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Falcons snap counts: A healthy offensive line goes a long way

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The Falcons won in part thanks to a gutsy, complete effort by their offensive starters.

Atlanta Falcons v San Francisco 49ers Photo by Ezra Shaw/Getty Images

The Falcons weren’t healthy coming into this game and were even less healthy coming out of it, and yet they beat the 49ers. To understand why, it helps to know how the Falcons managed their snaps in this one, and how much mileage they got out of key starters along the offensive line, in their receiving corps, and on defense.

So let’s get to it.

Offense

Matt Ryan: 67

Jake Matthews: 67

Wes Schweitzer: 67

Alex Mack: 67

Chris Lindstrom: 67

Kaleb McGary: 67

Julio Jones: 59

Christian Blake: 57

Austin Hooper: 55

Devonta Freeman: 53

Russell Gage: 51

Luke Stocker: 22

Brian Hill: 10

Keith Smith: 9

Olamide Zaccheaus: 5

Justin Hardy: 5

Jaeden Graham: 4

Kenjon Barner: 3

Qadree Ollison: 1

John Wetzel: 1


The Falcons put a starting offensive line on the field that played the entire game together and consisted of both of their first round picks, their highly-paid center and left tackle, and Wes Schweitzer. It was more than good enough to get the victory on Sunday.

Schweitzer is the weak link in that group and played like it, but not to the extent that you’d expect. He got beaten badly a couple of times but otherwise turned in another solid effort, and it remains beyond aggravating that Atlanta spent big to replace him in free agency and once again it appears they could’ve spent that money more wisely elsewhere. Jamon Brown is parked on the bench and his Falcons future is uncertain, while James Carpenter has been dealing with injury and ineffectiveness all year. I’m beyond thrilled that this line is looking this good—it bodes well for 2020, when Matthews, Lindstrom and McGary at least will be back—but it’s yet another way in which the Falcons could’ve and should’ve managed this year better.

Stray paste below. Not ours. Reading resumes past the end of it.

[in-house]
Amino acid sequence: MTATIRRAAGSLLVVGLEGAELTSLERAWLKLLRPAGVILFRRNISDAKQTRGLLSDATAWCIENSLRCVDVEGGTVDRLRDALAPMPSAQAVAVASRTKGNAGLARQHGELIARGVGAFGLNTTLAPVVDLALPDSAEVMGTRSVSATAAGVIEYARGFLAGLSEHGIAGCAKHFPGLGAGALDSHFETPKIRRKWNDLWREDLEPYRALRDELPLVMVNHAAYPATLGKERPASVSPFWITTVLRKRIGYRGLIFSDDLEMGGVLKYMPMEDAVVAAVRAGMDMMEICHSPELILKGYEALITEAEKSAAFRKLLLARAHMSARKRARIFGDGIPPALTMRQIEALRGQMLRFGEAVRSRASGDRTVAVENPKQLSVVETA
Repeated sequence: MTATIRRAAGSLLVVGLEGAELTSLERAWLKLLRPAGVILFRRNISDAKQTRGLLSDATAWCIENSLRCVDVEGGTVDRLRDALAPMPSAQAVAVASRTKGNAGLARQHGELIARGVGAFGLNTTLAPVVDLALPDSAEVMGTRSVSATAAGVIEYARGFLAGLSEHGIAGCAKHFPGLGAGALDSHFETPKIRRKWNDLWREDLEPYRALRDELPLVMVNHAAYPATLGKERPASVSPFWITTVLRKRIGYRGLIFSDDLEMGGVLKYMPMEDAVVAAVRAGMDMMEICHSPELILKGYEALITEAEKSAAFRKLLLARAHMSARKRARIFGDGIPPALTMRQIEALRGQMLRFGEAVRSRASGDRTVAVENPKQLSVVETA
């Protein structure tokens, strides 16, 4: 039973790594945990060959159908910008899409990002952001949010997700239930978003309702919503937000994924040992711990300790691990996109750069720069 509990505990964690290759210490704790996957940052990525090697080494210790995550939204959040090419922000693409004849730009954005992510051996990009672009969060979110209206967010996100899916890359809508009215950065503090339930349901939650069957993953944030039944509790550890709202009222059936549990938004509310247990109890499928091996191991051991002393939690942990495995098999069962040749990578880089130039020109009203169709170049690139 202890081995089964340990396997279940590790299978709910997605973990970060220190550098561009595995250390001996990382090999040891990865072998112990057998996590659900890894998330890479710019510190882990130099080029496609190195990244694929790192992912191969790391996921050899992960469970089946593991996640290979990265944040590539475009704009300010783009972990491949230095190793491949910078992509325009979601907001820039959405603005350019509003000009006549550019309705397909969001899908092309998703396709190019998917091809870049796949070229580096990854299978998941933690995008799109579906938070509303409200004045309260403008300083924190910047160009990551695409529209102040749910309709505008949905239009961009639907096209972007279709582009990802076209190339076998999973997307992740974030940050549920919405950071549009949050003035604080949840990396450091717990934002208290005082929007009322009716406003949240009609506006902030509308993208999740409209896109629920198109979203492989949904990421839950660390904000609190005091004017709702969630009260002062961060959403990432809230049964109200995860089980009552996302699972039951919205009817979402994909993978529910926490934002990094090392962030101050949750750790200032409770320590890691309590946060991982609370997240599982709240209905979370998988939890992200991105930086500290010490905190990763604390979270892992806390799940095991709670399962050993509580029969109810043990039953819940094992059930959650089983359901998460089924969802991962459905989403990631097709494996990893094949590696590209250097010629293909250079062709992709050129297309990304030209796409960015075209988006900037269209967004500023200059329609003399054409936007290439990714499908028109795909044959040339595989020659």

That’s it for sour notes. People complain about Julio Jones not playing a ton of snaps every week, but the truth is that Atlanta picks their spots with him because they can. With Calvin Ridley out and nobody else really stepping up—Gage was second on the team with 5 receptions for 27 yards, yikes—Julio played nearly 90% of the snaps and dominated the target share. It’s not an exaggeration to say he was one of the major reasons they beat the 49ers, and he’ll need to be close to that good again next week against the Jaguars. It is interesting that Christian Blake has taken on the vast majority of snaps opposite Julio, and he remains a promising player even if he hasn’t been a productive one to this point.

Finally, give it up for Qadree Ollison, who played one snap in the T.J. Duckett Memorial Role and got himself a touchdown. He’s averaging a touchdown every seven carries or so this year and should be the team’s first short yardage option next year.

Defense

Deion Jones: 64

Isaiah Oliver: 64

Damontae Kazee: 63

Kendall Sheffield: 63

Vic Beasley: 61

Grady Jarrett: 57

Ricardo Allen: 50

Adrian Clayborn: 44

Tyeler Davison: 39

Blidi Wreh-Wilson: 33

Jack Crawford: 30

Foye Oluokun: 28

Jacob Tuioti-Mariner: 23

Deadrin Senat: 12

Kemal Ishmael: 4

Takk McKinley: 4

Jamal Carter: 2


With Takk exiting the game almost immediately, this looked like a potential bloodbath. Instead, the Falcons put together yet another genuinely impressive effort on defense.

The run defense was predictably challenged in the early going, but the final numbers don’t look as bad as I thought they would. The Falcons leaned heavily on Jarrett, who has become a world beater against the run, and stone solid run stoppers Clayborn and Davison to help get that job done. Both of those guys have shown tremendous value for the Falcons this year and should be back next year, if they’d like to be.

The pass defense was even more impressive. Blidi Wreh-Wilson stepped into a big role and swatted down three Jimmy Garoppolo passes, playing tight defense all day. Sheffield and Oliver almost completely shut down their charges, with Jimmy G only really finding success with George Kittle on the day. The pass rush didn’t get home much, either, but between Beasley and Jarrett, they were able to disrupt him and force the 49ers quarterback into some lousy throws.

I really wish all this wasn’t too little too late for the season, but having a sense of who the Falcons can rely on next year still is quite welcome. Knowing that Oliver and Sheffield can handle starting, in particular, is a very big deal.

Special Teams

Kemal Ishmael: 27

Sharrod Neasman: 27

Jaeden Graham: 24

Keith Smith: 22

Olamide Zaccheaus: 21

Jamal Carter: 19

Brian Hill: 17

Luke Stocker: 15

Qadree Ollison: 15

Foye Oluokun: 11

Kenjon Barner: 10


No surprises here. The only real surprise was the number of miscues on special teams on Sunday, with Ben Kotwica’s unit doing generally solid work this year aside from a couple of blowups. I doubt they’ll scuffle against the Jaguars next week.